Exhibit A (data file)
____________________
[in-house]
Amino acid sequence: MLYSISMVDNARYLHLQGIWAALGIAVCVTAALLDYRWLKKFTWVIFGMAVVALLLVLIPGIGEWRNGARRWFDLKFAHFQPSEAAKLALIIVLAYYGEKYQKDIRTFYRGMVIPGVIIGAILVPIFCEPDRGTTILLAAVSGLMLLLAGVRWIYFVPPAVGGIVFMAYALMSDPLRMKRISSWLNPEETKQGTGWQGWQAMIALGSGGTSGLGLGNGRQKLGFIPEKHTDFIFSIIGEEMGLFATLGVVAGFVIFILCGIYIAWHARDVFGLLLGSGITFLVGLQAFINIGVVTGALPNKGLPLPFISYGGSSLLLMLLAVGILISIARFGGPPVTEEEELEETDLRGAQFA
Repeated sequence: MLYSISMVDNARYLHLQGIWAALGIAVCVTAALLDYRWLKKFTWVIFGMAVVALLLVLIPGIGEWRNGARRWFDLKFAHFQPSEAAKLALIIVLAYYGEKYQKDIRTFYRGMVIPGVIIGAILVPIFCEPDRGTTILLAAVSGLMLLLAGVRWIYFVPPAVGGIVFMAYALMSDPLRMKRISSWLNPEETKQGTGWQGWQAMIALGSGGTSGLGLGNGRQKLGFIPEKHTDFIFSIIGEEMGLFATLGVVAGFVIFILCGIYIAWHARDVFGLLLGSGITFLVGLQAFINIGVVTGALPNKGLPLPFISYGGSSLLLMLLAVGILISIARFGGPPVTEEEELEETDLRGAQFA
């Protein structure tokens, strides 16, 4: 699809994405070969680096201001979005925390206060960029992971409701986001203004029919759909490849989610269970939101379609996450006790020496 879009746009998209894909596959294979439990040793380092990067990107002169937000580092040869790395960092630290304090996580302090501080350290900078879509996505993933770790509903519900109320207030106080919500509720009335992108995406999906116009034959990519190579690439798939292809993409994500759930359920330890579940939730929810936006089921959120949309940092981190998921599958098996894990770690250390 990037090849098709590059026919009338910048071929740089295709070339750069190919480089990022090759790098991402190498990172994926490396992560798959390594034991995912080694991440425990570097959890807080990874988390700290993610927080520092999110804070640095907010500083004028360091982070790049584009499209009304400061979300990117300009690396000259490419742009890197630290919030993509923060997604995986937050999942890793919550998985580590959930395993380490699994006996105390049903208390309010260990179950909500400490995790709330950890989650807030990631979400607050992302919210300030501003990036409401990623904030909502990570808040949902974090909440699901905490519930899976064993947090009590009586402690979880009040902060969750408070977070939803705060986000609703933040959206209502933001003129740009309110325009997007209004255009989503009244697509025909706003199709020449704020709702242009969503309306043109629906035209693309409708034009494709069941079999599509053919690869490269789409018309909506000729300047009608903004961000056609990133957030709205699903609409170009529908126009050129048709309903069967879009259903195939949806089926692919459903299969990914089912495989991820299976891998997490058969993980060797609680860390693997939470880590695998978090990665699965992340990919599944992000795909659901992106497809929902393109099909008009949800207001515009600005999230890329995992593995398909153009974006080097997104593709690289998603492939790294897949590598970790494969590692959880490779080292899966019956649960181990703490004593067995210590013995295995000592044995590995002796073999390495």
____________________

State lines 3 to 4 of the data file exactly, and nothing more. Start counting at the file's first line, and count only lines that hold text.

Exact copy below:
Repeated sequence: MLYSISMVDNARYLHLQGIWAALGIAVCVTAALLDYRWLKKFTWVIFGMAVVALLLVLIPGIGEWRNGARRWFDLKFAHFQPSEAAKLALIIVLAYYGEKYQKDIRTFYRGMVIPGVIIGAILVPIFCEPDRGTTILLAAVSGLMLLLAGVRWIYFVPPAVGGIVFMAYALMSDPLRMKRISSWLNPEETKQGTGWQGWQAMIALGSGGTSGLGLGNGRQKLGFIPEKHTDFIFSIIGEEMGLFATLGVVAGFVIFILCGIYIAWHARDVFGLLLGSGITFLVGLQAFINIGVVTGALPNKGLPLPFISYGGSSLLLMLLAVGILISIARFGGPPVTEEEELEETDLRGAQFA
């Protein structure tokens, strides 16, 4: 699809994405070969680096201001979005925390206060960029992971409701986001203004029919759909490849989610269970939101379609996450006790020496 879009746009998209894909596959294979439990040793380092990067990107002169937000580092040869790395960092630290304090996580302090501080350290900078879509996505993933770790509903519900109320207030106080919500509720009335992108995406999906116009034959990519190579690439798939292809993409994500759930359920330890579940939730929810936006089921959120949309940092981190998921599958098996894990770690250390 990037090849098709590059026919009338910048071929740089295709070339750069190919480089990022090759790098991402190498990172994926490396992560798959390594034991995912080694991440425990570097959890807080990874988390700290993610927080520092999110804070640095907010500083004028360091982070790049584009499209009304400061979300990117300009690396000259490419742009890197630290919030993509923060997604995986937050999942890793919550998985580590959930395993380490699994006996105390049903208390309010260990179950909500400490995790709330950890989650807030990631979400607050992302919210300030501003990036409401990623904030909502990570808040949902974090909440699901905490519930899976064993947090009590009586402690979880009040902060969750408070977070939803705060986000609703933040959206209502933001003129740009309110325009997007209004255009989503009244697509025909706003199709020449704020709702242009969503309306043109629906035209693309409708034009494709069941079999599509053919690869490269789409018309909506000729300047009608903004961000056609990133957030709205699903609409170009529908126009050129048709309903069967879009259903195939949806089926692919459903299969990914089912495989991820299976891998997490058969993980060797609680860390693997939470880590695998978090990665699965992340990919599944992000795909659901992106497809929902393109099909008009949800207001515009600005999230890329995992593995398909153009974006080097997104593709690289998603492939790294897949590598970790494969590692959880490779080292899966019956649960181990703490004593067995210590013995295995000592044995590995002796073999390495």